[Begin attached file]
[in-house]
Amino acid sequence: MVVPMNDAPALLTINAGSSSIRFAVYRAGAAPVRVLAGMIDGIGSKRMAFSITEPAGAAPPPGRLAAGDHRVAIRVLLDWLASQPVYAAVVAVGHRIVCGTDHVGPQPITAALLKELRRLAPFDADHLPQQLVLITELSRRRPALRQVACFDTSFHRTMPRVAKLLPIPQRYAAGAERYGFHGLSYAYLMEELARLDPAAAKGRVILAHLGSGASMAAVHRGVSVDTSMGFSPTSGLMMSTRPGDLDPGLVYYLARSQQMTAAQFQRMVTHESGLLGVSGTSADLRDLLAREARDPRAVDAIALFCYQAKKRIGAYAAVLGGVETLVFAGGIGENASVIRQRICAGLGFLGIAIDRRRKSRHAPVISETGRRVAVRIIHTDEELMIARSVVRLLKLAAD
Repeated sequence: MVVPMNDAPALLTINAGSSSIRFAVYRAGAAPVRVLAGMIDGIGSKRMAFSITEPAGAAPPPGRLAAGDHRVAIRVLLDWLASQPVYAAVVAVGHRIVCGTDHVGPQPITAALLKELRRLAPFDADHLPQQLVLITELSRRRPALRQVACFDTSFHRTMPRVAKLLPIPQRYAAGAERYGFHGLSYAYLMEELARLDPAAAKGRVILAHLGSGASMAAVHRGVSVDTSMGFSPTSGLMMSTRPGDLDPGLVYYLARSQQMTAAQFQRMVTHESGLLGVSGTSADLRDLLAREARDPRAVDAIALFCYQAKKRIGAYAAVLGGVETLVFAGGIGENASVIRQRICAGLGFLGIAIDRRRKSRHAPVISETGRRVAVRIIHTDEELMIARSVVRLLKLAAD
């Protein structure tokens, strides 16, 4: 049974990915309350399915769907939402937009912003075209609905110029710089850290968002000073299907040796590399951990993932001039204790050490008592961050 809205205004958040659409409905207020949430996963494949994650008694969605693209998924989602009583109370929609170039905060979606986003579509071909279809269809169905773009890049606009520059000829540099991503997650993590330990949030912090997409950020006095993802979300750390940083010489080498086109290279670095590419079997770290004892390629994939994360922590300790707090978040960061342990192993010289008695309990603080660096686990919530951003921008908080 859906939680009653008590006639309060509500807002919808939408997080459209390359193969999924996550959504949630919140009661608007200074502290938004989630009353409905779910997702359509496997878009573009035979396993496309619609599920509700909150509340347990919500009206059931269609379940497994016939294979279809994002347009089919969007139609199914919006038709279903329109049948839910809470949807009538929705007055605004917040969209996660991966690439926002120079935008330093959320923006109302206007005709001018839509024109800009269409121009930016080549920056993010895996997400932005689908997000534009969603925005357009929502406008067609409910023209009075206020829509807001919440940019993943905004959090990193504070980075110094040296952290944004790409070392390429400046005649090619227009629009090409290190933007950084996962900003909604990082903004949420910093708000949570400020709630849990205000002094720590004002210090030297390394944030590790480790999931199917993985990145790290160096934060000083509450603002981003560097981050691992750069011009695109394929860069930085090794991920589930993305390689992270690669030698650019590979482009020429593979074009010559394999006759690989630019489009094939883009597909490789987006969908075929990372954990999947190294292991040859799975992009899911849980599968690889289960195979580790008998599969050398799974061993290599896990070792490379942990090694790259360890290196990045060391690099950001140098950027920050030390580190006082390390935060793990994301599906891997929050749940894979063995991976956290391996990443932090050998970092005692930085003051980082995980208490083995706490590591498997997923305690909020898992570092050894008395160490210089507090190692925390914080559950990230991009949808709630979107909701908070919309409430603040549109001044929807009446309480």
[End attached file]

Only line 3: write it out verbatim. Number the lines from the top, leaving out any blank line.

Repeated sequence: MVVPMNDAPALLTINAGSSSIRFAVYRAGAAPVRVLAGMIDGIGSKRMAFSITEPAGAAPPPGRLAAGDHRVAIRVLLDWLASQPVYAAVVAVGHRIVCGTDHVGPQPITAALLKELRRLAPFDADHLPQQLVLITELSRRRPALRQVACFDTSFHRTMPRVAKLLPIPQRYAAGAERYGFHGLSYAYLMEELARLDPAAAKGRVILAHLGSGASMAAVHRGVSVDTSMGFSPTSGLMMSTRPGDLDPGLVYYLARSQQMTAAQFQRMVTHESGLLGVSGTSADLRDLLAREARDPRAVDAIALFCYQAKKRIGAYAAVLGGVETLVFAGGIGENASVIRQRICAGLGFLGIAIDRRRKSRHAPVISETGRRVAVRIIHTDEELMIARSVVRLLKLAAD